Tuesday was a strong day for the stock market, with investors hoping that the near future could bring a much larger stimulus package that would help bolster the U.S. economy. Gains for the Dow Jones Industrial Average (DJINDICES: ^DJI) were relatively modest, but sharper gains for the S&P 500 (SNPINDEX: ^GSPC) and Nasdaq Composite (NASDAQINDEX: ^IXIC) reflected widespread bullishness across the market.

a train on a track with smoke coming out of it: The Stock Market Just Fired a Warning Shot at Stay-at-Home Stocks

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The Stock Market Just Fired a Warning Shot at Stay-at-Home Stocks


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Data source: Yahoo! Finance.


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Momentum-driven investing strategies have done extremely well over the past nine months, and companies that have been able to deliver much-needed products and services for those needing to stay at home due to the COVID-19 pandemic have been among the top performers. However, a few prominent stay-at-home growth stocks  were down on Tuesday, missing out on the rally and raising the question of whether a broader rotation in the market might be imminent.

Fair warning

The warning shot came from analysts at UBS, who were looking at some stocks that have benefited the most from the stay-at-home movement. UBS ended up downgrading three stocks from neutral to sell, including Peloton Interactive (NASDAQ: PTON), Fiverr International (NYSE: FVRR), and Chewy (NYSE: CHWY).

The responses from investors were very different. Shares of Chewy fell just 1%. Peloton, however, sank 5%, and Fiverr took the biggest hit with a 10% decline.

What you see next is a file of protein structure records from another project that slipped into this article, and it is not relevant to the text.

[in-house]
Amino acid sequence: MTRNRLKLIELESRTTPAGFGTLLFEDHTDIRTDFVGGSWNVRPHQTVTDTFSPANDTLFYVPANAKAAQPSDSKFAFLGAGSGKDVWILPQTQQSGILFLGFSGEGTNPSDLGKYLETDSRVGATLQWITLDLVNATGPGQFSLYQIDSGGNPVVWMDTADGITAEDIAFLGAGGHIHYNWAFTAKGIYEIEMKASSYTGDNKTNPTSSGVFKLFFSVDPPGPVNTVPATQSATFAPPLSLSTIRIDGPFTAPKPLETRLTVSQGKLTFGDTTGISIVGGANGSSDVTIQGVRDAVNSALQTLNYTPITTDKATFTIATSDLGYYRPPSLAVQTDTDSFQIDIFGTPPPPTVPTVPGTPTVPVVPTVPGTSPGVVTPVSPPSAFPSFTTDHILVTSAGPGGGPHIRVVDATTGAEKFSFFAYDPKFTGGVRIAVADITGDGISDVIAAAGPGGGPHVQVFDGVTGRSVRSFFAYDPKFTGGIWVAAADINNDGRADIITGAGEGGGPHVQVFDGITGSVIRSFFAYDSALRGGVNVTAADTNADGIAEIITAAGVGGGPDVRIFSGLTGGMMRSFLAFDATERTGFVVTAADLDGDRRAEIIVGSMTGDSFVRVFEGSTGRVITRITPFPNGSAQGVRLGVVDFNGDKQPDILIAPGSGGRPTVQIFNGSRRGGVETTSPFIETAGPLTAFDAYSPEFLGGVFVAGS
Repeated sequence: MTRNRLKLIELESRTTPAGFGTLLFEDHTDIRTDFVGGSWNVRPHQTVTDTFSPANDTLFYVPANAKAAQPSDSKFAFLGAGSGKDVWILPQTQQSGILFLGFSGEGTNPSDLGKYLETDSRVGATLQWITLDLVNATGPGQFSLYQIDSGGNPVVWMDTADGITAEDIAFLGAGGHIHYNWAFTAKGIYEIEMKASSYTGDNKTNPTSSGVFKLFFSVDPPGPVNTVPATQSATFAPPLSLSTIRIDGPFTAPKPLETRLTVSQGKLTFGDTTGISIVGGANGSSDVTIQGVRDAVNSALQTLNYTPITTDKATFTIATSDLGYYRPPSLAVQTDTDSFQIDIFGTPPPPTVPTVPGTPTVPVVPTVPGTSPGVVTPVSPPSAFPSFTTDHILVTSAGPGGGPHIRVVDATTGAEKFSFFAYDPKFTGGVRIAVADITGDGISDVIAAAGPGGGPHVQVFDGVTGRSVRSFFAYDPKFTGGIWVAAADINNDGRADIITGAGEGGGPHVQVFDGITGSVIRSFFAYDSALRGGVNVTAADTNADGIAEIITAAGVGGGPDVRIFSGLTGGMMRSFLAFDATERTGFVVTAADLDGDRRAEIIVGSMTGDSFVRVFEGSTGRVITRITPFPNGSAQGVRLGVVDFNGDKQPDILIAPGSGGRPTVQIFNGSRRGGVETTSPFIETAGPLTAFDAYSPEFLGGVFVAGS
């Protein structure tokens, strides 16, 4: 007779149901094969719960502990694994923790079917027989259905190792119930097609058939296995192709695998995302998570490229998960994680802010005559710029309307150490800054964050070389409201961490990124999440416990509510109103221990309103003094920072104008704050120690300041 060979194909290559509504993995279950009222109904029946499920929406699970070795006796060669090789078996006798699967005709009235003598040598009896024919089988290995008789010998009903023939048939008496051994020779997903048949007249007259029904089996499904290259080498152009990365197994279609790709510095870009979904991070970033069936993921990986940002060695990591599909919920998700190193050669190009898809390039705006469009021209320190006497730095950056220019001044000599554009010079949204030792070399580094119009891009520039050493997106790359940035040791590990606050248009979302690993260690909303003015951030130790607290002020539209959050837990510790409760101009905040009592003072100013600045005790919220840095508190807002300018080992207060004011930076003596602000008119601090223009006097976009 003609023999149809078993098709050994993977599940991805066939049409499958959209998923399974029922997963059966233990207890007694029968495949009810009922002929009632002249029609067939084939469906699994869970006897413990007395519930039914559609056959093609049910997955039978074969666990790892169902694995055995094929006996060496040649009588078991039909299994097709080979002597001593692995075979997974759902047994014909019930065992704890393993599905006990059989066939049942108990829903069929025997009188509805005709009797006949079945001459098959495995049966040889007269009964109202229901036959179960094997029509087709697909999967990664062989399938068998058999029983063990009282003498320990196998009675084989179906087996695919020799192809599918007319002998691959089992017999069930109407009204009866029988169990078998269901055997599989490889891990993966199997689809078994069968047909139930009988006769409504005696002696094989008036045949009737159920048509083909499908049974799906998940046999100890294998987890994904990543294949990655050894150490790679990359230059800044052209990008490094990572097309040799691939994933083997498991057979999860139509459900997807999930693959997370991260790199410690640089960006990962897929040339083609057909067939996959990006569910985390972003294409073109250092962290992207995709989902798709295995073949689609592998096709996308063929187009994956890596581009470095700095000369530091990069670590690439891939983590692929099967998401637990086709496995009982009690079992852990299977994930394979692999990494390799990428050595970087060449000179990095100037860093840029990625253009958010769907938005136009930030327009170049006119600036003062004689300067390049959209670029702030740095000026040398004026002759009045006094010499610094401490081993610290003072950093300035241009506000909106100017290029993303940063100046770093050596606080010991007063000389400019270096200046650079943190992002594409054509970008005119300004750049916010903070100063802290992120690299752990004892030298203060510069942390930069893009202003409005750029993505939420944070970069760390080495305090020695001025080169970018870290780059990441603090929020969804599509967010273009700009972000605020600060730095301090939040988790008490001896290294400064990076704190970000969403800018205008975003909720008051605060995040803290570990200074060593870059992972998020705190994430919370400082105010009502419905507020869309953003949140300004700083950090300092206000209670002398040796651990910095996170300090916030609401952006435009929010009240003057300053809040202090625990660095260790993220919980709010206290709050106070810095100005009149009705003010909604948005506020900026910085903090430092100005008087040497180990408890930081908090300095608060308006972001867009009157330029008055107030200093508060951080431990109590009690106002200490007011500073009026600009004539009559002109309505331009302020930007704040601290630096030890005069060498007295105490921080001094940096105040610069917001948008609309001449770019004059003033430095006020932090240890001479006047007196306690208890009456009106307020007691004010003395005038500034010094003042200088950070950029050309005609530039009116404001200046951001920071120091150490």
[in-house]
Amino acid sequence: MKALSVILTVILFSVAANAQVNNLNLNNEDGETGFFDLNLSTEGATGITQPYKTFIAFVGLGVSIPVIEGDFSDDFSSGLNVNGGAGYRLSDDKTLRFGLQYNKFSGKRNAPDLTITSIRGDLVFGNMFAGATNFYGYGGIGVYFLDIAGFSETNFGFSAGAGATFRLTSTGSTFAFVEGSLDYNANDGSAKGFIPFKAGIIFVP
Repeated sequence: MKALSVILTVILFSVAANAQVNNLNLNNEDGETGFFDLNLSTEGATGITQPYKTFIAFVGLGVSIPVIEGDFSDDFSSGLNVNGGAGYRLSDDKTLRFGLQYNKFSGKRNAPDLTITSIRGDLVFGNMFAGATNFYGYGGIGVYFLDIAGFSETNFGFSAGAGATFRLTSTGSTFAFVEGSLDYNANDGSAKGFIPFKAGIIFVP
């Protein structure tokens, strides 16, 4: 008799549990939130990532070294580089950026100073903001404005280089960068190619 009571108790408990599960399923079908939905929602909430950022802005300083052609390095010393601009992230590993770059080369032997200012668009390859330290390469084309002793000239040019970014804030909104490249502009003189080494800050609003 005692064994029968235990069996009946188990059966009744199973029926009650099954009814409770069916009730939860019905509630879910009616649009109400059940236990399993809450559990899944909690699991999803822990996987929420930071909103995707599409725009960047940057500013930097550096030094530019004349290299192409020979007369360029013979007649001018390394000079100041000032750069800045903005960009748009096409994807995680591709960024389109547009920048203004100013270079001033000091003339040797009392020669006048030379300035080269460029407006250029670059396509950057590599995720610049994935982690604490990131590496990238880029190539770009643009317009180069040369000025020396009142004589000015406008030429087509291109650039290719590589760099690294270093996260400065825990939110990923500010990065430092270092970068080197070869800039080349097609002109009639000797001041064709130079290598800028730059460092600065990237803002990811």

a train on a track with smoke coming out of it: Tank firing from its gun turret, with fire circle shown.

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Tank firing from its gun turret, with fire circle shown.

Interestingly, though, the commentary that accompanied the downgrades wasn’t entirely negative. In the case of Peloton, for instance, UBS still believes the at-home, connected-fitness equipment pioneer stands to win market share from regular gyms and fitness centers even as the pandemic comes under control. Brand loyalty is strong, and Peloton has taken steps to boost manufacturing capacity. However, even as it boosted its price target on Peloton by $9 to $124 per share, UBS believes that the current price is simply higher than the potential rewards.

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Similarly, Fiverr has tapped into the rising demand for gig economy work both in the U.S. and worldwide, and it still has further to grow in UBS’s view. That warranted a substantial $42 increase in the price target to $190 per share. But with the stock price far above that, Fiverr is unlikely to grow fast enough to justify extremely high valuations currently.

Finally, Chewy has tapped into the online pet food and products category very well, and there’s some potential for expansion. However, it’ll be hard for the retailer to outdo its 2020 sales performance, making comps tough and potentially cooling off the stock. UBS kept its $75 per-share price target unchanged.

Will growth investing stop working?

First and foremost, investors should understand that there’s nothing all that special about today’s calls against some of the stocks with the greatest momentum from 2020. Investors often end up seeing a one-day impact from calls like these only to have momentum reassert itself and for the stock to start rising again.

In the end, the easiest thing for long-term investors to do is to assess whether they believe anything has fundamentally changed with the companies whose shares they own. Even UBS seems to acknowledge that Fiverr, Chewy, and Peloton have solid growth prospects.

Presumably, if the share prices were to fall, it would lead the analysts to go back and upgrade the stocks. Then, the stock price would jump, and the odds are good that investors will have gotten whipsawed and have to buy back in at a higher price. With that in mind, you could get a better result just by holding onto the stocks if you think they’re still poised for long-term growth.

Dan Caplinger has no position in any of the stocks mentioned. The Motley Fool owns shares of and recommends Fiverr International and Peloton Interactive. The Motley Fool recommends Chewy, Inc. The Motley Fool has a disclosure policy.


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